"If you love someone, set them free.
If they come back to you, they're yours.
If they don't, they never were."
Here endeth the lesson for the day; let us pray.
Ah, who am I kidding -- we're just getting started.
The thing is, America really started to get messed up the more we tried to control her.
I'm thinking back to my Sunday evening watching America: The Story of US, listening to the remarkable progress we made over such a short period of time -- sweeping changes, and ever so swiftly -- our enterprising spirits were flying high and wide. It was as if nothing could stand in our way, nor impede moving forward; all together, we were more brilliant than any one of us standing alone.
United, and how.
We broadened the definition of the United States of America to the hundredth degree.
We seem to forget that in order to be truly free, as a people -- we must be unhindered, unhinged, untied and unleashed -- in order to allow for each one of us to become all that we are meant to be.
I don't often get the chance to watch Oprah -- but as we approach her final days on the air, I'm trying to catch up with her; in a strange way, it is like an end of an era for me, too. Not that everything has to be about me...
I can only imagine, however, that I'm not alone with such a narcissistic sentiment -- given how for the last couple of decades, I know for a fact, many women in America were thinking the same thing, all at the same time -- and you can quote me on that.
As women, we have this inherent way to empathize, to get sucked into someone elses emotional world before we even say hello. As women, we feel everything, to our core -- so much so it hurts, while the next minute,we're all laughing and giggling like we have no idea what just happened. We are a whirlwind of sentiment at any given moment, over sometimes the slightest thing -- and just fuggedabout the big stuff, whoa nelly, gadzukes, zikes @%$&**...
Yesterday, it was Julia Roberts and Oprah; it was all about introducing Julia's latest movie, Eat Pray Love. The author of the book, Elizabeth Gilbert, joined them about half way through the show.
Now, I'm not sure how I missed this little number, but I can tell you, I'll be reading it in a heartbeat. I was struck by the writer having not a clue as to how her story could have gone "so viral," as she puts it. She was like, this is so strange -- how could my story, my pain, my spiritual journey of getting over a broken heart touch so many people??? Printed in 44 languages??? And now this, a movie???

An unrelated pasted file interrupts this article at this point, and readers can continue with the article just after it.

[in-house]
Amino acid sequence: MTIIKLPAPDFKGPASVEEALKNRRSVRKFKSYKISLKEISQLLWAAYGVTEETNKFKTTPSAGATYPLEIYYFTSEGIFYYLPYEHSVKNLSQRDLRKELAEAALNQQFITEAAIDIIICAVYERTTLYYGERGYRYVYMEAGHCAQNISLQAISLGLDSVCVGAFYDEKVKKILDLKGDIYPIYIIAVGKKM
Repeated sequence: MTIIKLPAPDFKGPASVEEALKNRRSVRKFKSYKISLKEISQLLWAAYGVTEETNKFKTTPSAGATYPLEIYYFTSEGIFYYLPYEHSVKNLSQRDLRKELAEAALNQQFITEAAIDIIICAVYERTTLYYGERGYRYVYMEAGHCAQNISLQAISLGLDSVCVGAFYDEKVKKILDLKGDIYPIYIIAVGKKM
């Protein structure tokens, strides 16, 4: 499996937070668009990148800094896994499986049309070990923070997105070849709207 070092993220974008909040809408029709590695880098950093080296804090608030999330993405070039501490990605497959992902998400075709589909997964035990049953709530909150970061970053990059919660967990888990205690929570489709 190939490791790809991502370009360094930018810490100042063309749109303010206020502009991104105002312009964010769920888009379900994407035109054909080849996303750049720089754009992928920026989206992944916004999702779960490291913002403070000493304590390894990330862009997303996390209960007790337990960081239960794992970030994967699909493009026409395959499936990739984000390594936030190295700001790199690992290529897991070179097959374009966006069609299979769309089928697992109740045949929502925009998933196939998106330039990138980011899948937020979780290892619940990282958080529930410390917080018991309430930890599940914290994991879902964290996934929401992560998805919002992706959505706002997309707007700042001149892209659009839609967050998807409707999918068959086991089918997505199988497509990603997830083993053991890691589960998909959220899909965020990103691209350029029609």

And then, after seeing her "story" -- her real life -- come to life on the big screen (with Julia playing her part, no less) -- she's like, oh, I get it...
It may have been her personal thing at the root of all expression, but it was entirely universal; her story is much like every one's story. A broken heart is a broken heart. We can all touch that cord in one way or another -- and, it's what ultimately ties us all up together as human beings into a pretty little package, if you ask me.
Sometimes our lessons are difficult; sometimes we realize that what we thought was ours, and ours alone, never truly was; yet the freedom from just letting go of it -- allowing things to work out the way it's supposed to work out -- is what we must do, at times, if in fact we wish to save ourselves; otherwise, we are simply holding onto a dream, an illusion, something that really isn't there at all.
In this realm of letting our love flag fly free today, America could learn a lot from Richard Bach, and Gilbert for that matter.
We have come to a place, as a people, where we are trying to control nearly everything around us -- with regulation, with compensation, with corruption, with intimidation, with indoctrination, with redistribution. We are controlling everything with everything except the one true thing we really need -- our Constitution.